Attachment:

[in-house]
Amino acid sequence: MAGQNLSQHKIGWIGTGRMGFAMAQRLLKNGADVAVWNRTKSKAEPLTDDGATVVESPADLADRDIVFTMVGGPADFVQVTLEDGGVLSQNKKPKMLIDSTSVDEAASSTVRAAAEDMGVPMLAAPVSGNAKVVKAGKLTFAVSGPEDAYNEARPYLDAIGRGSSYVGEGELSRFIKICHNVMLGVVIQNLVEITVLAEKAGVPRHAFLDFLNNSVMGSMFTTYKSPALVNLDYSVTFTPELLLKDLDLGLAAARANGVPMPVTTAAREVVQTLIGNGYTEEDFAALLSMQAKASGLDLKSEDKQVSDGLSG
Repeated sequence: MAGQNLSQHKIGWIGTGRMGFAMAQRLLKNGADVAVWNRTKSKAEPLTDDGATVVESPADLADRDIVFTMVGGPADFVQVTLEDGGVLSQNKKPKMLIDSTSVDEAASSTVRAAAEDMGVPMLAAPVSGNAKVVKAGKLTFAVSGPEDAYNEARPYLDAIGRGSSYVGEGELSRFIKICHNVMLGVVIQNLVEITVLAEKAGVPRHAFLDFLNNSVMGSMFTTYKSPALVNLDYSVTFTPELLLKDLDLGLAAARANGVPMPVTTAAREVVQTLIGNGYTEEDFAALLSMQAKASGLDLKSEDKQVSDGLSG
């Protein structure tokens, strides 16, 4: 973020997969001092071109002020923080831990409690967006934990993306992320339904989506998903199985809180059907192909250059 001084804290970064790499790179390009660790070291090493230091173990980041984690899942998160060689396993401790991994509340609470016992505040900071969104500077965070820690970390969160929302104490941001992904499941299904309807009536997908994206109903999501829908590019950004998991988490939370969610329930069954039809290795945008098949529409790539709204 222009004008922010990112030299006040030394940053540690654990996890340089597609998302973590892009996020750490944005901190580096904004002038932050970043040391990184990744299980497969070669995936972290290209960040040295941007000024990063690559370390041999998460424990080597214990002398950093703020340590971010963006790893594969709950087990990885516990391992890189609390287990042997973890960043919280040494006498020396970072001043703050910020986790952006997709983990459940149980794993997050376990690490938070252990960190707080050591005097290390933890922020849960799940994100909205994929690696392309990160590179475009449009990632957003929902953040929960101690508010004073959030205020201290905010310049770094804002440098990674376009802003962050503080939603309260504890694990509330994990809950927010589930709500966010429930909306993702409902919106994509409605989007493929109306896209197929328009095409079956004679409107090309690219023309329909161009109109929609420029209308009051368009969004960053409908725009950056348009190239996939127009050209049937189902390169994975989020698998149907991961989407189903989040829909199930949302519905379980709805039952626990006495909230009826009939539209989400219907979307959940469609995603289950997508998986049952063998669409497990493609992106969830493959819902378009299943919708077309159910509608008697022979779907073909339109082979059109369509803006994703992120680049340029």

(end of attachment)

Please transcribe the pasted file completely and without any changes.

[in-house]
Amino acid sequence: MAGQNLSQHKIGWIGTGRMGFAMAQRLLKNGADVAVWNRTKSKAEPLTDDGATVVESPADLADRDIVFTMVGGPADFVQVTLEDGGVLSQNKKPKMLIDSTSVDEAASSTVRAAAEDMGVPMLAAPVSGNAKVVKAGKLTFAVSGPEDAYNEARPYLDAIGRGSSYVGEGELSRFIKICHNVMLGVVIQNLVEITVLAEKAGVPRHAFLDFLNNSVMGSMFTTYKSPALVNLDYSVTFTPELLLKDLDLGLAAARANGVPMPVTTAAREVVQTLIGNGYTEEDFAALLSMQAKASGLDLKSEDKQVSDGLSG
Repeated sequence: MAGQNLSQHKIGWIGTGRMGFAMAQRLLKNGADVAVWNRTKSKAEPLTDDGATVVESPADLADRDIVFTMVGGPADFVQVTLEDGGVLSQNKKPKMLIDSTSVDEAASSTVRAAAEDMGVPMLAAPVSGNAKVVKAGKLTFAVSGPEDAYNEARPYLDAIGRGSSYVGEGELSRFIKICHNVMLGVVIQNLVEITVLAEKAGVPRHAFLDFLNNSVMGSMFTTYKSPALVNLDYSVTFTPELLLKDLDLGLAAARANGVPMPVTTAAREVVQTLIGNGYTEEDFAALLSMQAKASGLDLKSEDKQVSDGLSG
């Protein structure tokens, strides 16, 4: 973020997969001092071109002020923080831990409690967006934990993306992320339904989506998903199985809180059907192909250059 001084804290970064790499790179390009660790070291090493230091173990980041984690899942998160060689396993401790991994509340609470016992505040900071969104500077965070820690970390969160929302104490941001992904499941299904309807009536997908994206109903999501829908590019950004998991988490939370969610329930069954039809290795945008098949529409790539709204 222009004008922010990112030299006040030394940053540690654990996890340089597609998302973590892009996020750490944005901190580096904004002038932050970043040391990184990744299980497969070669995936972290290209960040040295941007000024990063690559370390041999998460424990080597214990002398950093703020340590971010963006790893594969709950087990990885516990391992890189609390287990042997973890960043919280040494006498020396970072001043703050910020986790952006997709983990459940149980794993997050376990690490938070252990960190707080050591005097290390933890922020849960799940994100909205994929690696392309990160590179475009449009990632957003929902953040929960101690508010004073959030205020201290905010310049770094804002440098990674376009802003962050503080939603309260504890694990509330994990809950927010589930709500966010429930909306993702409902919106994509409605989007493929109306896209197929328009095409079956004679409107090309690219023309329909161009109109929609420029209308009051368009969004960053409908725009950056348009190239996939127009050209049937189902390169994975989020698998149907991961989407189903989040829909199930949302519905379980709805039952626990006495909230009826009939539209989400219907979307959940469609995603289950997508998986049952063998669409497990493609992106969830493959819902378009299943919708077309159910509608008697022979779907073909339109082979059109369509803006994703992120680049340029």